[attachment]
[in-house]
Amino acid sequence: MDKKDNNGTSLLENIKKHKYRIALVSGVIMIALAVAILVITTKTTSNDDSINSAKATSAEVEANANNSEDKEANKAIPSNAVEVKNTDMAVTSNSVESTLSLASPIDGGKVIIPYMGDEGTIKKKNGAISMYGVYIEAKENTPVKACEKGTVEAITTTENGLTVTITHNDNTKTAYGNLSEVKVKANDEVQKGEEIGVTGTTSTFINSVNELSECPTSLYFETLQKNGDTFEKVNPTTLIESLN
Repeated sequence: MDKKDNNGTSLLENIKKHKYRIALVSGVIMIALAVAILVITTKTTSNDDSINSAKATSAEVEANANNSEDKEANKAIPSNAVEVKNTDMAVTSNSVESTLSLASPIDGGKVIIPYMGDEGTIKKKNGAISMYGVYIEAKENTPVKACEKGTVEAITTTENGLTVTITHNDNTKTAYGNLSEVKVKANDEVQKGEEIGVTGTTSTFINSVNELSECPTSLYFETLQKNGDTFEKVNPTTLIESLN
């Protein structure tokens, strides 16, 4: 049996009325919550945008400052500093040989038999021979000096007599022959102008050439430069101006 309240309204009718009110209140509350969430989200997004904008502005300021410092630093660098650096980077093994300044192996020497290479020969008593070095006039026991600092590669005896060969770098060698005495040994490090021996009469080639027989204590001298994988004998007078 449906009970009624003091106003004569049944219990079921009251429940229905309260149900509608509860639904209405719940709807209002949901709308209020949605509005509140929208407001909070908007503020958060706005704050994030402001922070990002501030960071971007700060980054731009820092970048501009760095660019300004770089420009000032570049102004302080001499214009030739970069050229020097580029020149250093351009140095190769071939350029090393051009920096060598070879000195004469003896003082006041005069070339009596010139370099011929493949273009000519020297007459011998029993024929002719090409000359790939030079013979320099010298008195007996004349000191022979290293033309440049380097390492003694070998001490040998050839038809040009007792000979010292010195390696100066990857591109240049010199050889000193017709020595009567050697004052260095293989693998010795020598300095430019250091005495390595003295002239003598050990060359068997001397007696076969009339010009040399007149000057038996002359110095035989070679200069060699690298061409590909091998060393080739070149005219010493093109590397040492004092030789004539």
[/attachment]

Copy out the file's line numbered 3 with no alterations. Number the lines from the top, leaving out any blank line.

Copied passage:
Repeated sequence: MDKKDNNGTSLLENIKKHKYRIALVSGVIMIALAVAILVITTKTTSNDDSINSAKATSAEVEANANNSEDKEANKAIPSNAVEVKNTDMAVTSNSVESTLSLASPIDGGKVIIPYMGDEGTIKKKNGAISMYGVYIEAKENTPVKACEKGTVEAITTTENGLTVTITHNDNTKTAYGNLSEVKVKANDEVQKGEEIGVTGTTSTFINSVNELSECPTSLYFETLQKNGDTFEKVNPTTLIESLN